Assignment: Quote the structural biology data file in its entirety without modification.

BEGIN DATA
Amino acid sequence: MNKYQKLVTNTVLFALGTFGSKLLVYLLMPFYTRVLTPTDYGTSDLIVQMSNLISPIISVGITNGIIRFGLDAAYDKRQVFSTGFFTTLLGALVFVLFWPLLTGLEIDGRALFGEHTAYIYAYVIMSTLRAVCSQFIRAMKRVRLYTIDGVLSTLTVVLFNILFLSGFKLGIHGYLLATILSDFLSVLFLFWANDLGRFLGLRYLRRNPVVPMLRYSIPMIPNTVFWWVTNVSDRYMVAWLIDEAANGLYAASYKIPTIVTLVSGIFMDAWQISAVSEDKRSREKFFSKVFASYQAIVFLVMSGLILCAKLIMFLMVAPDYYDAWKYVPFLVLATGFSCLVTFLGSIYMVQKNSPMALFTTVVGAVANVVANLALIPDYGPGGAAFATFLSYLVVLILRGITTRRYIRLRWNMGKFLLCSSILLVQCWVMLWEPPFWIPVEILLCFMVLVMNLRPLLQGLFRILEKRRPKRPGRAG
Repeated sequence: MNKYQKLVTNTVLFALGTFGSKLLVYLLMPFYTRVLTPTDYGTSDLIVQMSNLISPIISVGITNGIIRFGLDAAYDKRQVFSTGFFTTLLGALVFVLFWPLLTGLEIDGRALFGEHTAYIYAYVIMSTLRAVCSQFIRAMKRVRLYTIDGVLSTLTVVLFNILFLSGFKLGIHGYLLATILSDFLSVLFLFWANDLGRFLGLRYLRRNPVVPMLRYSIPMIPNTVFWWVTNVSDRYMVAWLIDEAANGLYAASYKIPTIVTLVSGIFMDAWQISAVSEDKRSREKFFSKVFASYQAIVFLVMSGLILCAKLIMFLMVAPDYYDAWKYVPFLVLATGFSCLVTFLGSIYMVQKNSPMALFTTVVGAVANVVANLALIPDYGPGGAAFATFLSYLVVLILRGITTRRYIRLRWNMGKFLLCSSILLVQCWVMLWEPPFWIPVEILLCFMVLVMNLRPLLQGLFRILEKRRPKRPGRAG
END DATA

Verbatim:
Amino acid sequence: MNKYQKLVTNTVLFALGTFGSKLLVYLLMPFYTRVLTPTDYGTSDLIVQMSNLISPIISVGITNGIIRFGLDAAYDKRQVFSTGFFTTLLGALVFVLFWPLLTGLEIDGRALFGEHTAYIYAYVIMSTLRAVCSQFIRAMKRVRLYTIDGVLSTLTVVLFNILFLSGFKLGIHGYLLATILSDFLSVLFLFWANDLGRFLGLRYLRRNPVVPMLRYSIPMIPNTVFWWVTNVSDRYMVAWLIDEAANGLYAASYKIPTIVTLVSGIFMDAWQISAVSEDKRSREKFFSKVFASYQAIVFLVMSGLILCAKLIMFLMVAPDYYDAWKYVPFLVLATGFSCLVTFLGSIYMVQKNSPMALFTTVVGAVANVVANLALIPDYGPGGAAFATFLSYLVVLILRGITTRRYIRLRWNMGKFLLCSSILLVQCWVMLWEPPFWIPVEILLCFMVLVMNLRPLLQGLFRILEKRRPKRPGRAG
Repeated sequence: MNKYQKLVTNTVLFALGTFGSKLLVYLLMPFYTRVLTPTDYGTSDLIVQMSNLISPIISVGITNGIIRFGLDAAYDKRQVFSTGFFTTLLGALVFVLFWPLLTGLEIDGRALFGEHTAYIYAYVIMSTLRAVCSQFIRAMKRVRLYTIDGVLSTLTVVLFNILFLSGFKLGIHGYLLATILSDFLSVLFLFWANDLGRFLGLRYLRRNPVVPMLRYSIPMIPNTVFWWVTNVSDRYMVAWLIDEAANGLYAASYKIPTIVTLVSGIFMDAWQISAVSEDKRSREKFFSKVFASYQAIVFLVMSGLILCAKLIMFLMVAPDYYDAWKYVPFLVLATGFSCLVTFLGSIYMVQKNSPMALFTTVVGAVANVVANLALIPDYGPGGAAFATFLSYLVVLILRGITTRRYIRLRWNMGKFLLCSSILLVQCWVMLWEPPFWIPVEILLCFMVLVMNLRPLLQGLFRILEKRRPKRPGRAG